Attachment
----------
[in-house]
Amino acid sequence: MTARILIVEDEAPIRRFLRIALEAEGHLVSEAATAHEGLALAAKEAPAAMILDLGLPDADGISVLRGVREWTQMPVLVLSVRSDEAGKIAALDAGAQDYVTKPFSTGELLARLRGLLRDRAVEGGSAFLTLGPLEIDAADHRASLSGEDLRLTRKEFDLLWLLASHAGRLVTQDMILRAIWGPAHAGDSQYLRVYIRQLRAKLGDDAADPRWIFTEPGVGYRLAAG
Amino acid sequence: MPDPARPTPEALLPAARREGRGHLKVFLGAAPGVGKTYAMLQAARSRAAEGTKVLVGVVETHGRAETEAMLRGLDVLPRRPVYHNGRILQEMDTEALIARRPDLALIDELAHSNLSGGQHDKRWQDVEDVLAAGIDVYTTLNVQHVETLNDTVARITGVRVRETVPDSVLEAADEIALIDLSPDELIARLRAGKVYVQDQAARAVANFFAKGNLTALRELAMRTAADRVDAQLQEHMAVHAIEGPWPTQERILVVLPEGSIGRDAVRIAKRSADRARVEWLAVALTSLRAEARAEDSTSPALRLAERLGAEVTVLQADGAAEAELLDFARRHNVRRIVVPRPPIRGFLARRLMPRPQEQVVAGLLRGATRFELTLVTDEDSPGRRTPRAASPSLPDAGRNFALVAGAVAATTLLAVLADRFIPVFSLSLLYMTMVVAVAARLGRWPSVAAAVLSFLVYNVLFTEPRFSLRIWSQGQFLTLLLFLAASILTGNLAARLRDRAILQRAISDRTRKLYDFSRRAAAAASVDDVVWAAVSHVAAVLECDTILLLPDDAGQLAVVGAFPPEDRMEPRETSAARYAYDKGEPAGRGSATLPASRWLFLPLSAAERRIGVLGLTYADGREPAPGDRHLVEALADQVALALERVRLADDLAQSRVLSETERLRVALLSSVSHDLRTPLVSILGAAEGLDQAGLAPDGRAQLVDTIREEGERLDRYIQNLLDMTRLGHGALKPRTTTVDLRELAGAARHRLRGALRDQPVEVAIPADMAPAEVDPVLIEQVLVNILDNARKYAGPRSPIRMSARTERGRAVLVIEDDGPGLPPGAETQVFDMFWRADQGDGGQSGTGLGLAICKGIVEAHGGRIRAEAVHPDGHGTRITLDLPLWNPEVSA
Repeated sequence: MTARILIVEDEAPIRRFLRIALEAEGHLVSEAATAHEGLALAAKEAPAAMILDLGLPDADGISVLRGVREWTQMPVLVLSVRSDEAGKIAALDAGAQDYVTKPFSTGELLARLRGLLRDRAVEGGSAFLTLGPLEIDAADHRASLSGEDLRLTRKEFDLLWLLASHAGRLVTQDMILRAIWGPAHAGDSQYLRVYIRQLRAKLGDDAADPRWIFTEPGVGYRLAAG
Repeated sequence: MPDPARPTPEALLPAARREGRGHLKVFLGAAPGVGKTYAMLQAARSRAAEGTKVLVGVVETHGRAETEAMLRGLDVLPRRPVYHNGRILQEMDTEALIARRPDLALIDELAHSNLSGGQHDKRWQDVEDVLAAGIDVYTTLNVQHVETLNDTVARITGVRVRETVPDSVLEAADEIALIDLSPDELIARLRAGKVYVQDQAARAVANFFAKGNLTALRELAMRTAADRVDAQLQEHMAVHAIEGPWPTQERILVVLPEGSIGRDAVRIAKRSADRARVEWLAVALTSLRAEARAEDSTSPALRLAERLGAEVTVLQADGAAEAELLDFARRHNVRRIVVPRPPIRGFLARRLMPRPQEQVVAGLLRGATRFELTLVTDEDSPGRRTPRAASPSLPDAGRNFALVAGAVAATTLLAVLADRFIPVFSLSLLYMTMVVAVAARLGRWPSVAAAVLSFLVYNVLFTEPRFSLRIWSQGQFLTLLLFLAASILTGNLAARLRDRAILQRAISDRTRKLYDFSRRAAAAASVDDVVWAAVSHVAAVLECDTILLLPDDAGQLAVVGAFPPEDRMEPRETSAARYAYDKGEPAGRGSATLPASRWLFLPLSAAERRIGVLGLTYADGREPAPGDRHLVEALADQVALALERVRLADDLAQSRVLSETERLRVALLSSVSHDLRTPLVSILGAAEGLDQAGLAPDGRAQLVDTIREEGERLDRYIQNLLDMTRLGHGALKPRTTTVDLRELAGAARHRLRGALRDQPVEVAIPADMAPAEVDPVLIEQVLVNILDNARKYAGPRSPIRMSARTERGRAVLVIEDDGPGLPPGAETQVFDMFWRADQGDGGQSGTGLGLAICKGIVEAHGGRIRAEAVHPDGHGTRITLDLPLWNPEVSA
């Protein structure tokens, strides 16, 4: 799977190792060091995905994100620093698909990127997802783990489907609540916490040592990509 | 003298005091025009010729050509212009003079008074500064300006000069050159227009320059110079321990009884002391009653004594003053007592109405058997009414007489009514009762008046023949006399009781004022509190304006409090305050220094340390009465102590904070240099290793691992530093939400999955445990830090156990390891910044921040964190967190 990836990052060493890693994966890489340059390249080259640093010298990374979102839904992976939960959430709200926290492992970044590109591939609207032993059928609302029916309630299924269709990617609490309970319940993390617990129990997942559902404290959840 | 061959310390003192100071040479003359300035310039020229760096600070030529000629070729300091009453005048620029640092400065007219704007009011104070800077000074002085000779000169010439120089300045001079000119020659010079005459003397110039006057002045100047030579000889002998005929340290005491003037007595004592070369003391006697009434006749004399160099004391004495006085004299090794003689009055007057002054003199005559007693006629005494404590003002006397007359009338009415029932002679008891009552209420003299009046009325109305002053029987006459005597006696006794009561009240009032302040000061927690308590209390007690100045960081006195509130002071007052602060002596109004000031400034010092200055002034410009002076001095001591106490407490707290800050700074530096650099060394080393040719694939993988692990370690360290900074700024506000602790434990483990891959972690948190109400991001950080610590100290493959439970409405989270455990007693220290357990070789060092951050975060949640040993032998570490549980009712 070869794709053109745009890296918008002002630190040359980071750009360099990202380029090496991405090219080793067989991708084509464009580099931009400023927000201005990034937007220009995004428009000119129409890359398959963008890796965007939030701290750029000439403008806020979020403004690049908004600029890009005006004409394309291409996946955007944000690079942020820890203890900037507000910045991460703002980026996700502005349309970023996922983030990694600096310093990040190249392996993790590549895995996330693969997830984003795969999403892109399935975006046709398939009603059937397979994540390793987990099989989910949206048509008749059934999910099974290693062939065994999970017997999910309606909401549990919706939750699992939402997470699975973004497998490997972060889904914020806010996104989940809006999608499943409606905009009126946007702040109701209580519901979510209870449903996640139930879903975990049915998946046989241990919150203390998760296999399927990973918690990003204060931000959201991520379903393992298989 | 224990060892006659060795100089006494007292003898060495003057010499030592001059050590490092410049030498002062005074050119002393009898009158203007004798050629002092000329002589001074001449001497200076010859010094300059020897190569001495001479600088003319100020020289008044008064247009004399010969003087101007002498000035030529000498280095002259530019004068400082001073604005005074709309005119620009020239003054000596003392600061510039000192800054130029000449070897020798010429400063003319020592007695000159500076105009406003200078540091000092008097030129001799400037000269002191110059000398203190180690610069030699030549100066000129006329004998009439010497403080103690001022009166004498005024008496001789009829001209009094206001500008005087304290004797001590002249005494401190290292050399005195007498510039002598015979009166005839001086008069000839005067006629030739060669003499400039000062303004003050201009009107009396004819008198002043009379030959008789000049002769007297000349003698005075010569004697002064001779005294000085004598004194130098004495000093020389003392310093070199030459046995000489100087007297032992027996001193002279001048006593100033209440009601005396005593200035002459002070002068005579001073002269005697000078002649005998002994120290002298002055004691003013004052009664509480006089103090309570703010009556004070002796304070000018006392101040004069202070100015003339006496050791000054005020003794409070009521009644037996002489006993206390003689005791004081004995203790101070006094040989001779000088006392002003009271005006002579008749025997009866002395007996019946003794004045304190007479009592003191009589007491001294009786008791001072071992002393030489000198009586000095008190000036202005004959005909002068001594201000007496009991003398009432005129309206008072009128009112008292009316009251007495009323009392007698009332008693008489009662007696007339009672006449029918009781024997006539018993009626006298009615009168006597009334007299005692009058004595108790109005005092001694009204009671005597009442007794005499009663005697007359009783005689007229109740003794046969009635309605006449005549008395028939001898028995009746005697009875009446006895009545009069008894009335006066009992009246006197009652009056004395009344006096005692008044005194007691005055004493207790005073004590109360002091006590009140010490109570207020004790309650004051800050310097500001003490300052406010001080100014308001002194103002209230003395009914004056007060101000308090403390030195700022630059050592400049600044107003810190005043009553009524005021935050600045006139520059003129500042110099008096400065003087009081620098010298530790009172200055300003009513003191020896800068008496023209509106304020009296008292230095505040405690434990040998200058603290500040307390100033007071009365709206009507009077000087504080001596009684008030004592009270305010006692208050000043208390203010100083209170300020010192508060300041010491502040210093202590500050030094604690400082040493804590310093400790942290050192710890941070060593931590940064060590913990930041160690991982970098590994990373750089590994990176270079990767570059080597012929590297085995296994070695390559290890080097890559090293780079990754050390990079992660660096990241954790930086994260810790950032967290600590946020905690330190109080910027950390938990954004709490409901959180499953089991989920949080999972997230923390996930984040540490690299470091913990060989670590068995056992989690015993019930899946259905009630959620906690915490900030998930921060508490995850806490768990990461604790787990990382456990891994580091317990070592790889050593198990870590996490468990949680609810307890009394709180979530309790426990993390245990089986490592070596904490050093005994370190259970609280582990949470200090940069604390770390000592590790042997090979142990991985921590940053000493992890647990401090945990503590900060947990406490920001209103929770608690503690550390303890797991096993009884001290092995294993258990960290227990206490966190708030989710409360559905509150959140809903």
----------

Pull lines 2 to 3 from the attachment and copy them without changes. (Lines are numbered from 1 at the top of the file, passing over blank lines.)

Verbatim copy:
Amino acid sequence: MTARILIVEDEAPIRRFLRIALEAEGHLVSEAATAHEGLALAAKEAPAAMILDLGLPDADGISVLRGVREWTQMPVLVLSVRSDEAGKIAALDAGAQDYVTKPFSTGELLARLRGLLRDRAVEGGSAFLTLGPLEIDAADHRASLSGEDLRLTRKEFDLLWLLASHAGRLVTQDMILRAIWGPAHAGDSQYLRVYIRQLRAKLGDDAADPRWIFTEPGVGYRLAAG
Amino acid sequence: MPDPARPTPEALLPAARREGRGHLKVFLGAAPGVGKTYAMLQAARSRAAEGTKVLVGVVETHGRAETEAMLRGLDVLPRRPVYHNGRILQEMDTEALIARRPDLALIDELAHSNLSGGQHDKRWQDVEDVLAAGIDVYTTLNVQHVETLNDTVARITGVRVRETVPDSVLEAADEIALIDLSPDELIARLRAGKVYVQDQAARAVANFFAKGNLTALRELAMRTAADRVDAQLQEHMAVHAIEGPWPTQERILVVLPEGSIGRDAVRIAKRSADRARVEWLAVALTSLRAEARAEDSTSPALRLAERLGAEVTVLQADGAAEAELLDFARRHNVRRIVVPRPPIRGFLARRLMPRPQEQVVAGLLRGATRFELTLVTDEDSPGRRTPRAASPSLPDAGRNFALVAGAVAATTLLAVLADRFIPVFSLSLLYMTMVVAVAARLGRWPSVAAAVLSFLVYNVLFTEPRFSLRIWSQGQFLTLLLFLAASILTGNLAARLRDRAILQRAISDRTRKLYDFSRRAAAAASVDDVVWAAVSHVAAVLECDTILLLPDDAGQLAVVGAFPPEDRMEPRETSAARYAYDKGEPAGRGSATLPASRWLFLPLSAAERRIGVLGLTYADGREPAPGDRHLVEALADQVALALERVRLADDLAQSRVLSETERLRVALLSSVSHDLRTPLVSILGAAEGLDQAGLAPDGRAQLVDTIREEGERLDRYIQNLLDMTRLGHGALKPRTTTVDLRELAGAARHRLRGALRDQPVEVAIPADMAPAEVDPVLIEQVLVNILDNARKYAGPRSPIRMSARTERGRAVLVIEDDGPGLPPGAETQVFDMFWRADQGDGGQSGTGLGLAICKGIVEAHGGRIRAEAVHPDGHGTRITLDLPLWNPEVSA